During the Dada movement, artists and designers would evoke shock in their work through spontaneity. The movement planted the seeds for what would become absolute attraction in art. Designers in particular would oftentimes utilize geometric shapes as their core imagery. A good example of typography within the realm of Dadaism can be found in The Scarecrow Fairytale, which was a children's book designed by Theo van Doesburg and Kurt Schwitters in 1925. Instead of pictorially illustrating it, they spotlighted the typography as a way of forming an image.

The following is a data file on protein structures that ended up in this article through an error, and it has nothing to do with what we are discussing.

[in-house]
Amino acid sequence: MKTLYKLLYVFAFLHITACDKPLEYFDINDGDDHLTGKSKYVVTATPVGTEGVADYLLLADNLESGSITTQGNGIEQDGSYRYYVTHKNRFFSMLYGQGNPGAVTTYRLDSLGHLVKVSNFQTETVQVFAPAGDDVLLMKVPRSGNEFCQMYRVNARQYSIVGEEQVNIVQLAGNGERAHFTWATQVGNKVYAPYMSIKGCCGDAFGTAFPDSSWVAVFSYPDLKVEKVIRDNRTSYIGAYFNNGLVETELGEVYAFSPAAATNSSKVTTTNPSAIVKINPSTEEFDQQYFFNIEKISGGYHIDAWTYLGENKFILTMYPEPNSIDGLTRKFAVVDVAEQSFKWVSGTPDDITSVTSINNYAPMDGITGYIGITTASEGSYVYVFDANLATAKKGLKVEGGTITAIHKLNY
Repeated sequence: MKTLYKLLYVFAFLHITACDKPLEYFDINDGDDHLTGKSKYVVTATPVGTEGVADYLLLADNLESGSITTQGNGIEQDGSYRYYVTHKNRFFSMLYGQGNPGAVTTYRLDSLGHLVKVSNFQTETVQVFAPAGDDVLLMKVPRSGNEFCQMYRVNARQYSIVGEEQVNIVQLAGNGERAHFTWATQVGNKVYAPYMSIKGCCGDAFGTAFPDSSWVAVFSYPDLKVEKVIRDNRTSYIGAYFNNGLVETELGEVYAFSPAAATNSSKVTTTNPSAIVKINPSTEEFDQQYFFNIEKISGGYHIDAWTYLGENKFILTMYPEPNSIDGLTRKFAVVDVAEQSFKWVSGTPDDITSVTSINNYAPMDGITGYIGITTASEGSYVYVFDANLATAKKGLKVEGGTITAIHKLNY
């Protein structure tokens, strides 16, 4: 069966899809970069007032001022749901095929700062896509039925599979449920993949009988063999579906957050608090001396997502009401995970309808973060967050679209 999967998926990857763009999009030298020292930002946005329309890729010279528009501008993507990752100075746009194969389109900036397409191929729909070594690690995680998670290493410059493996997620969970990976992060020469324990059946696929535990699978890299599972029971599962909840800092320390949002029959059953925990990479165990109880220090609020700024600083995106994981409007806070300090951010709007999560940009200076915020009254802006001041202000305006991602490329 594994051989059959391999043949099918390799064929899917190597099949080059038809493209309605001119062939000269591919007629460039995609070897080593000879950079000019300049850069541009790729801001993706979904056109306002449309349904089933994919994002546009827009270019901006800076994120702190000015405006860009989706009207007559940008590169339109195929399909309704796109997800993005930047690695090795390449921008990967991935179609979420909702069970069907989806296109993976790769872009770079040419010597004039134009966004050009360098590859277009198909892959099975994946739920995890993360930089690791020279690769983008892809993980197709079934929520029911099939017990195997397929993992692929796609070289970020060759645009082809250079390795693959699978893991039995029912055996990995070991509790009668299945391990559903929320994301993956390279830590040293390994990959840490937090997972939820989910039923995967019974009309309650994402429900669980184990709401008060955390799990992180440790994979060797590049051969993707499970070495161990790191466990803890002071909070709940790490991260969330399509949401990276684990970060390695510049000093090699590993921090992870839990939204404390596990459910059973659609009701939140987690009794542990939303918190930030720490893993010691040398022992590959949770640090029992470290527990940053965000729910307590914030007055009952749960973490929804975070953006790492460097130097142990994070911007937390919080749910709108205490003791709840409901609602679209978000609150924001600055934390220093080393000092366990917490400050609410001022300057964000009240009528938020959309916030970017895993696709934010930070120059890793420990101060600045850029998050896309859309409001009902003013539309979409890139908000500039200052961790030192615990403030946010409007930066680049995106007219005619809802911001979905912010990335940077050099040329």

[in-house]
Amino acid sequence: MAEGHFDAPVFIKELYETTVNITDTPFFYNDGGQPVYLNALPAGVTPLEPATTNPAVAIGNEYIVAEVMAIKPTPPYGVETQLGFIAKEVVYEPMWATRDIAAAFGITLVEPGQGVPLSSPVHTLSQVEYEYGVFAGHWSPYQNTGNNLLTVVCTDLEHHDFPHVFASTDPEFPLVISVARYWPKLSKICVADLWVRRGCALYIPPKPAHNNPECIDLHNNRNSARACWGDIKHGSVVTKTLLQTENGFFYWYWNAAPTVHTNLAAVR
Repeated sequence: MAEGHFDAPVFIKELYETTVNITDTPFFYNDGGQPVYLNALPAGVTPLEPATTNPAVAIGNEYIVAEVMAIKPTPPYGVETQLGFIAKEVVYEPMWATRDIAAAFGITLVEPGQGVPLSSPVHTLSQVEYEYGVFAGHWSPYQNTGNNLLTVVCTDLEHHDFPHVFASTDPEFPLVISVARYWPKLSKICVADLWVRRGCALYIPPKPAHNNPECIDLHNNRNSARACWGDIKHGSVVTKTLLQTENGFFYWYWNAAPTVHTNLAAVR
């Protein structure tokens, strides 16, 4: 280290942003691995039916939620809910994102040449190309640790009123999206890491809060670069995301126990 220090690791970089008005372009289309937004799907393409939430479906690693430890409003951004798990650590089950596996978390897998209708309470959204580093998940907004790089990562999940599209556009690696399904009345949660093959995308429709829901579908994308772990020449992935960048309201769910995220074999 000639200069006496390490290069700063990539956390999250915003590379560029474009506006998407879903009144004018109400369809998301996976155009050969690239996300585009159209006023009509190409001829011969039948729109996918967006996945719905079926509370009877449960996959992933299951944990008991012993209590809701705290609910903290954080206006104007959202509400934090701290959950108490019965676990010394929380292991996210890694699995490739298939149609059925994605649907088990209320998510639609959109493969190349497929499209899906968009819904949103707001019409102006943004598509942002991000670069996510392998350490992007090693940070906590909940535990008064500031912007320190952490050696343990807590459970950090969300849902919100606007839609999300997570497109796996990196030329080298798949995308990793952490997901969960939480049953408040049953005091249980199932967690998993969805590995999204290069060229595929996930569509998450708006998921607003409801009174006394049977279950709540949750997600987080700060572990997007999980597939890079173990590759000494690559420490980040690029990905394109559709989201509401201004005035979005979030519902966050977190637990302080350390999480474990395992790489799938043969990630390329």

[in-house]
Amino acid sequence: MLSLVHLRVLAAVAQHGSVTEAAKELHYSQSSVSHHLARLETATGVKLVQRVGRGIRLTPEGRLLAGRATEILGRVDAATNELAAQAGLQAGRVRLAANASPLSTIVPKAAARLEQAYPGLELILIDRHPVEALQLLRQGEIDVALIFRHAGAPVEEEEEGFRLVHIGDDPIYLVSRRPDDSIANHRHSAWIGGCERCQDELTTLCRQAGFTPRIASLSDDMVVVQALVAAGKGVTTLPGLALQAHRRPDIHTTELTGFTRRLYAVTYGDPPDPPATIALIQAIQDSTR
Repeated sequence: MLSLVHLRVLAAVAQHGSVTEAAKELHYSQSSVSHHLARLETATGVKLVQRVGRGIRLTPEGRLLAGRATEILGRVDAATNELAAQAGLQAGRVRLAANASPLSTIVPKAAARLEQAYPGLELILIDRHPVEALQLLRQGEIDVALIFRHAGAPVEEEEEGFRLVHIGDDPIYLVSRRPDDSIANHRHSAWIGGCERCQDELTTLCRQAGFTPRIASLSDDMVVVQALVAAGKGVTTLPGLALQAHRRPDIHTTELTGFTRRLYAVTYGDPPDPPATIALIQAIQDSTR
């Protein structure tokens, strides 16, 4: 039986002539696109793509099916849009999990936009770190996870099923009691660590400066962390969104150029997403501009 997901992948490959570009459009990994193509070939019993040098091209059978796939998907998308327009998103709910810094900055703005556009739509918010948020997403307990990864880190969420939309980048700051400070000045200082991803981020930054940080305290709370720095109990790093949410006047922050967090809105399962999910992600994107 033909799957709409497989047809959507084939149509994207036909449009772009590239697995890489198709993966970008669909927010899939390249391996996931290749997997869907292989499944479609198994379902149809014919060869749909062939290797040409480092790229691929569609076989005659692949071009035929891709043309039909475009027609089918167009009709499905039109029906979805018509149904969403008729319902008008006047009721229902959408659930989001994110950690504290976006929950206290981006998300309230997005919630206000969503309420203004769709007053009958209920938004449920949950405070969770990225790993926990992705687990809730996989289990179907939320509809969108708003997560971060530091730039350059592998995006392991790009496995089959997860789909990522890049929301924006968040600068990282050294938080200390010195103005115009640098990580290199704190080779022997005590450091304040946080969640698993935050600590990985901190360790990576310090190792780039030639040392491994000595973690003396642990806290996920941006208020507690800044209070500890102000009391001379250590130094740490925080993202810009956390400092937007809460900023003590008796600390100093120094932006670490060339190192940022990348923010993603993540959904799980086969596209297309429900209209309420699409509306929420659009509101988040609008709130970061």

Phototypesetting was a method of setting type that used a photographic process to generate columns of type on a scroll of photographic paper. The process itself consisted of projecting light through a film negative image of an individual character in a font, through a lens that would then magnify or reduce the size of the character onto the paper. It would then collect on a spool in a light-tight canister. As the photographic paper or film was being fed into a processor, a machine that would then pull the paper through baths of chemicals, where it would ready use. Early versions of Monotype machines were adapted from hot metal models (or impact type-writers) and worked as nearly as possible on the same principles. Later versions on the other hand, utilized electronics rather than pure machinery to create the desired image.